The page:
When people think of the Battle of Britain, they tend to bring to mind images of swirling dogfights and iconic press photographs. These images often invoke thoughts of battered men and machines struggling to get home after intense dogfights high above the Kentish countryside. When turning their thoughts to the German airmen, images of the Channel and its cold, grey waters figure prominently. Indeed, for the German pilots and aircrew of the period, the English Channel was viewed just as much an enemy as were the young men of the RAF who rose to fight them each day. Hundreds of men were to perish in the cold embrace of the English Channel and North Sea during the Battle, and many hundreds more during the course of the war. Some lucky few were saved, like the Staffelkapitän of 2./ZG 26 and his radio operator, who were shot down on 18 August 1940 and drifted four days and nights in their small, two-man dinghy, before finally being rescued. The fear of a slow, lingering death adrift at sea was many an airman’s worst nightmare – German, or otherwise. So prominently did the Channel and North Sea figure in the mental strain of Luftwaffe airmen that as the Battle of Britain wore on, combat fatigue was increasingly referred to as Kanalkrankheit, or Channel Sickness.
To help ease the minds of their airmen, the Germans had an organised air-sea rescue service that worked in tandem with naval forces to rescue stranded crewmen left adrift at sea. Although not perfect, it did perform valiantly throughout the war and in all theatres. Given its humanitarian function, the Seenotdienst, or distress service, did not restrict itself to the rescue of German or other Axis personnel. In fact, during the ill-fated sailing of the 1942 Russian-bound convoy, PQ 17, the Germans flew several sorties explicitly to rescue Allied sailors left adrift in the Arctic after being sunk either by aircraft or submarines. It is therefore somewhat surprising to think of both the Battle of Britain and the German air-sea rescue service as wanting for action – especially on the most decisive day of the Battle; 15 September 1940.
Sunday 15 September 1940 is remembered as Battle of Britain Day. It marks not just the decisive clash of the Battle, which officially raged between 10 July and 31 October 1940, but the defeat of German expansion in western Europe. Hitherto, the Germans had battered the British and subjected them to weeks of intensive attacks, but 15 September finally proved the undoing of Hitler’s designs. Given that some 1.500 aircraft were involved in the day, it comes as no surprise that there were many distress calls frantically issued by both sides for airmen in trouble over the Channel. What is a surprise, however, is how little filtered through to Seenotflugkommando 2. Alerted for action at 08:00, it was not until 11:50 that the unit first received orders that all aircraft were to be at immediate readiness – and even then, only from 16:00 onward! This is not to say that the men of the Seenotdienst were slow to action, as was soon evidenced when a request for help was received by the unit from Seenotzentrale Brest during the mid-morning. At 09:45 a solitary Ju 88 had requested help after being intercepted by a lone fighter that had shot out one of its engines. Subsequently, just half-an-hour later, Lt. Spalteholtz took off in He 59 ‘TW + HE’ to scout the assumed path of the Junkers back to friendly territory. Given the limited delay involved, it is surprising that Spalteholtz and his crew failed to spot anything, returning at 15:30. For the men of Seenotflugkommando 2, this was the extent of operations on arguably the most important day of the Battle of Britain. Aside from this, the only noteworthy event of the day was the arrival, from Brest later that evening, of Lt. Mehlhorn in a He 59 coded ‘DA + MG’.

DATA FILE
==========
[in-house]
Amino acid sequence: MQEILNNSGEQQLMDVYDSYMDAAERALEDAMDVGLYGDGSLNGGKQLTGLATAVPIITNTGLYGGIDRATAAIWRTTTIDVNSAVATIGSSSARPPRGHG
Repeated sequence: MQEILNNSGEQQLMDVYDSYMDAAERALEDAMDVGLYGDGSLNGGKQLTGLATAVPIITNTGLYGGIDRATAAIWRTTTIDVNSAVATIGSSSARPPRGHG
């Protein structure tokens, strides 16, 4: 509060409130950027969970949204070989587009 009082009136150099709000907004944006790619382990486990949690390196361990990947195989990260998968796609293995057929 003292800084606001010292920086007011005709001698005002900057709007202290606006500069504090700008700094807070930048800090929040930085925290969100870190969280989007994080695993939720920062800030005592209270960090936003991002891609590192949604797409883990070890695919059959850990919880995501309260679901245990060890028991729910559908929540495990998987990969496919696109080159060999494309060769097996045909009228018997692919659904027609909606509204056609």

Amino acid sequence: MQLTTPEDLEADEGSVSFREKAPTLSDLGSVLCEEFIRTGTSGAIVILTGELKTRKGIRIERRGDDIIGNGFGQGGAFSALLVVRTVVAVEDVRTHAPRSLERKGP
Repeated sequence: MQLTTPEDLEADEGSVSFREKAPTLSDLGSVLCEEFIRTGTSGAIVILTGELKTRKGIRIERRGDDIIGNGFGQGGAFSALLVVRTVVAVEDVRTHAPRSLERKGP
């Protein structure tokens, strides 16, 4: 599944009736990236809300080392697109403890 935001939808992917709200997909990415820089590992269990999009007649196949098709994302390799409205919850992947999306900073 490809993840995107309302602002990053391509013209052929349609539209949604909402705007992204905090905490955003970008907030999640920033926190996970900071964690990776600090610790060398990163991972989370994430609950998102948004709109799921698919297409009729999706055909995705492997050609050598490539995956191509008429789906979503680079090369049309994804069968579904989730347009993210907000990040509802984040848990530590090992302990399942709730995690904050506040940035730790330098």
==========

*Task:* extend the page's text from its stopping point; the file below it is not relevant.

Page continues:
The apparent inactivity and seeming inefficiency of Seenotflugkommando 2 on a day so rife with activity and loss should both remind us of the tragedy of war, and likewise prompt us to remember that no matter what our best intentions and planning, we are all beholden to the failings of those best intentions. For all airmen engaged throughout 15 September 1940, and regardless of their politics or nationality, we must remember that they flew, fought, and died for imperfect ideals, in imperfect machines with imperfect fail-safes. At this distance from the events of 15 September 1940 it is, perhaps, easy to cast a cynical eye over the seeming inactivity of Seenotflugkommando 2, but hindsight is twenty/twenty. It often needs the poignancy of contemporary records to remind us of that, and it was only through the persistent visits to the archives at Freiburg by Morten and Andrew that the files detailing these events were recorded and photographed, so that we at Air War Publications could share them with you.
In a sad postscript to the story of Seenotflugkommando 2 on 15 September 1940, at 08:45 on the following morning, He 59 ‘DA + MG’ crashed on take-off, killing the radio-operator, Obgefr. Apelt and injuring Major Ulrich Klintsch, Oblt. Dr. Arnold von Vogel, Ofw. Eckenfels and Uffz. Palm. Only Lt. Mehlhorn escaped unharmed.
Last week, Morten was again busy in Freiburg, copying more files and building a library of the primary resources so necessary to best write about and honour those brave men who, as one pilot of that war wrote, slipped the surly bonds of earth … and touched the face of God.